THIS IS MORE THAN YOU ASKED FOR, BUT...
I agree that dock staff around the world will know less than most Amel owners. But, they will experience the inexperienced crew more than a few times. They tend to take control all the time.
I believe the crew should communicate with dock crews in a firm and specific manner. There should be no question as to who is in charge. For instance when you hand them a line tell them precisely what to do. If a dock hand starts giving direction to one of the crew, the captain should tell the dock hand that the captain of the vessel gives direction to the boat's crew.
Obviously, when manoeuvering in a new-to-you marina, dock hands may have information that is unknown to the crew. If that is the case, your crew should either direct the dockhand to communicate with the captain, or relay the information to the captain. If dock hands are handed a line, the boat's crew should identify the line, like spring, stern, bow, and point to the cleat or bollard the crew expects it to be placed on, even if there is only one possibility. I also prefer that dock hands are handed a line with a loop to place over the cleat or bollard, and that the tightness of the line is adjusted on the boat...this is a problem if single-handed, and should not be done. I also believe your Amel should be stern-to if you have a working bow thruster...lots of reasons for this.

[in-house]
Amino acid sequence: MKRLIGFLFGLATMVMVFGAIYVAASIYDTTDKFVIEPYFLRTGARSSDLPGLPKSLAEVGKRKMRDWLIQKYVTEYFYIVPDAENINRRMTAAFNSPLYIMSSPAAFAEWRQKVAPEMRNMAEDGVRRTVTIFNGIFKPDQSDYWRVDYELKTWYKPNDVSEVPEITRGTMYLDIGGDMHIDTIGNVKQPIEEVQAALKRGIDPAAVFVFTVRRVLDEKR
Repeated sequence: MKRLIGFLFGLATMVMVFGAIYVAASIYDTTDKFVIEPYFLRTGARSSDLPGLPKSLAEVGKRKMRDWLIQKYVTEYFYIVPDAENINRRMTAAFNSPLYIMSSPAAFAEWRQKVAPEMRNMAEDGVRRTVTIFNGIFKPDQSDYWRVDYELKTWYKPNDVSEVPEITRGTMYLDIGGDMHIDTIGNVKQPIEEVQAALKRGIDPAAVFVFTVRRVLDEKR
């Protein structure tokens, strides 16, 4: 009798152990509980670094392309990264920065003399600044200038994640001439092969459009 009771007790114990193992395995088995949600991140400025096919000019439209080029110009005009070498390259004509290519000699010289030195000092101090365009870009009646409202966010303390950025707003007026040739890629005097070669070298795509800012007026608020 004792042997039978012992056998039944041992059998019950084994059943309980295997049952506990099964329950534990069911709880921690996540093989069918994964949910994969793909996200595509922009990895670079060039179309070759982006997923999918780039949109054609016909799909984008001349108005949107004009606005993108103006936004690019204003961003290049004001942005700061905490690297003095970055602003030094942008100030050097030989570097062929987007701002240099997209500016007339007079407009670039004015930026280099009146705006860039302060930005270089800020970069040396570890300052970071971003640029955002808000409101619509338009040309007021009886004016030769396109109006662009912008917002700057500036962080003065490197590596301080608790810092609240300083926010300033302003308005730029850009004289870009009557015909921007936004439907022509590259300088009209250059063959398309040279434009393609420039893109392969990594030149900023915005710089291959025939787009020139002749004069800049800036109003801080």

One last thing. We are always aware of wind when docking. Current can be your enemy, especially in a new-to-you marina. Be sure to pay attention to this, especially in riverside marinas. I saw a Super Maramu in a fairway come against the bows of berthed boats because he was unaware of a 5 knot current on his beam. He was experienced and more than halfway through his circumnavigation.
CW Bill Rouse
Admiral, Texas Navy
Amel School www.amelschool.com
720 Winnie St
Galveston Island, TX 77550